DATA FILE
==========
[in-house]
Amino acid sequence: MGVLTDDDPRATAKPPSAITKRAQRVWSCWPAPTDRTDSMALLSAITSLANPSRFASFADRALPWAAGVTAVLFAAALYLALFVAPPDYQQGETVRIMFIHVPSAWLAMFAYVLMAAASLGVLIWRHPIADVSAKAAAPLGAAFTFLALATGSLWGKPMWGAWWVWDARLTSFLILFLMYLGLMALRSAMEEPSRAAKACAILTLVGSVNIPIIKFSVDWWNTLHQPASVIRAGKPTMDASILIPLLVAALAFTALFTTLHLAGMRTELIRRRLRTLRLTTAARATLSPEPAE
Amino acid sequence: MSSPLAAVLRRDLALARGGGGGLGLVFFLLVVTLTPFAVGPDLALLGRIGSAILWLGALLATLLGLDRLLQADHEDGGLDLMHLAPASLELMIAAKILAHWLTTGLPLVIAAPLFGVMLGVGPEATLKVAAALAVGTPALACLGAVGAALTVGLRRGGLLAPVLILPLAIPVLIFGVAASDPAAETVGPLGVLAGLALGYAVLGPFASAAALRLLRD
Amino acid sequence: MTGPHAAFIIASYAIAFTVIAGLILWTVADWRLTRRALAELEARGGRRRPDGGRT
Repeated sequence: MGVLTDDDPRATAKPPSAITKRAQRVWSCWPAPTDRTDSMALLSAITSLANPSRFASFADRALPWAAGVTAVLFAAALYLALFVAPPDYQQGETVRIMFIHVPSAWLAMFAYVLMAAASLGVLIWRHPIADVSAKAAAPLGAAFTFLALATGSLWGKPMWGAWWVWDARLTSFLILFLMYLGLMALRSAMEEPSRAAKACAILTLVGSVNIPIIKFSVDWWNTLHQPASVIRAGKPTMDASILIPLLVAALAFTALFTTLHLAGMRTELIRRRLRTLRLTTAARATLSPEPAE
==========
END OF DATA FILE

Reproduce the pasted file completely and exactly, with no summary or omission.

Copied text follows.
[in-house]
Amino acid sequence: MGVLTDDDPRATAKPPSAITKRAQRVWSCWPAPTDRTDSMALLSAITSLANPSRFASFADRALPWAAGVTAVLFAAALYLALFVAPPDYQQGETVRIMFIHVPSAWLAMFAYVLMAAASLGVLIWRHPIADVSAKAAAPLGAAFTFLALATGSLWGKPMWGAWWVWDARLTSFLILFLMYLGLMALRSAMEEPSRAAKACAILTLVGSVNIPIIKFSVDWWNTLHQPASVIRAGKPTMDASILIPLLVAALAFTALFTTLHLAGMRTELIRRRLRTLRLTTAARATLSPEPAE
Amino acid sequence: MSSPLAAVLRRDLALARGGGGGLGLVFFLLVVTLTPFAVGPDLALLGRIGSAILWLGALLATLLGLDRLLQADHEDGGLDLMHLAPASLELMIAAKILAHWLTTGLPLVIAAPLFGVMLGVGPEATLKVAAALAVGTPALACLGAVGAALTVGLRRGGLLAPVLILPLAIPVLIFGVAASDPAAETVGPLGVLAGLALGYAVLGPFASAAALRLLRD
Amino acid sequence: MTGPHAAFIIASYAIAFTVIAGLILWTVADWRLTRRALAELEARGGRRRPDGGRT
Repeated sequence: MGVLTDDDPRATAKPPSAITKRAQRVWSCWPAPTDRTDSMALLSAITSLANPSRFASFADRALPWAAGVTAVLFAAALYLALFVAPPDYQQGETVRIMFIHVPSAWLAMFAYVLMAAASLGVLIWRHPIADVSAKAAAPLGAAFTFLALATGSLWGKPMWGAWWVWDARLTSFLILFLMYLGLMALRSAMEEPSRAAKACAILTLVGSVNIPIIKFSVDWWNTLHQPASVIRAGKPTMDASILIPLLVAALAFTALFTTLHLAGMRTELIRRRLRTLRLTTAARATLSPEPAE